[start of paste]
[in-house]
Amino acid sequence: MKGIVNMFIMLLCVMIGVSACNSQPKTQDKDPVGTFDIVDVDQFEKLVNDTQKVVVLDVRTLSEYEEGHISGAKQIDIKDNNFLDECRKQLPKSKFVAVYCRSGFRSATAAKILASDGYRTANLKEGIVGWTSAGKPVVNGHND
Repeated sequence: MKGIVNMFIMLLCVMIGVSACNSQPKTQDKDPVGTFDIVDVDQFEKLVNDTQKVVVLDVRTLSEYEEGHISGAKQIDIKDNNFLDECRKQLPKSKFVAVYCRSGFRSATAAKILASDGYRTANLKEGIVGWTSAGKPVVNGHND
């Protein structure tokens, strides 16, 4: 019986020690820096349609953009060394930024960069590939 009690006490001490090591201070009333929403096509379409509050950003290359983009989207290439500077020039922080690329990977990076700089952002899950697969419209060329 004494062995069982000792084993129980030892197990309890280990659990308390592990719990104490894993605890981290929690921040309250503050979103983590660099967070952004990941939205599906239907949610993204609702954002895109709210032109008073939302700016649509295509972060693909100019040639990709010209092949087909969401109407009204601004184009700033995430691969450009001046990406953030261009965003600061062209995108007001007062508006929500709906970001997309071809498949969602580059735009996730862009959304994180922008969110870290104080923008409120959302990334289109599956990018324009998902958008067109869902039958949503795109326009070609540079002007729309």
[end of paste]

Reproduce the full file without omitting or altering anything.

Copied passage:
[in-house]
Amino acid sequence: MKGIVNMFIMLLCVMIGVSACNSQPKTQDKDPVGTFDIVDVDQFEKLVNDTQKVVVLDVRTLSEYEEGHISGAKQIDIKDNNFLDECRKQLPKSKFVAVYCRSGFRSATAAKILASDGYRTANLKEGIVGWTSAGKPVVNGHND
Repeated sequence: MKGIVNMFIMLLCVMIGVSACNSQPKTQDKDPVGTFDIVDVDQFEKLVNDTQKVVVLDVRTLSEYEEGHISGAKQIDIKDNNFLDECRKQLPKSKFVAVYCRSGFRSATAAKILASDGYRTANLKEGIVGWTSAGKPVVNGHND
């Protein structure tokens, strides 16, 4: 019986020690820096349609953009060394930024960069590939 009690006490001490090591201070009333929403096509379409509050950003290359983009989207290439500077020039922080690329990977990076700089952002899950697969419209060329 004494062995069982000792084993129980030892197990309890280990659990308390592990719990104490894993605890981290929690921040309250503050979103983590660099967070952004990941939205599906239907949610993204609702954002895109709210032109008073939302700016649509295509972060693909100019040639990709010209092949087909969401109407009204601004184009700033995430691969450009001046990406953030261009965003600061062209995108007001007062508006929500709906970001997309071809498949969602580059735009996730862009959304994180922008969110870290104080923008409120959302990334289109599956990018324009998902958008067109869902039958949503795109326009070609540079002007729309």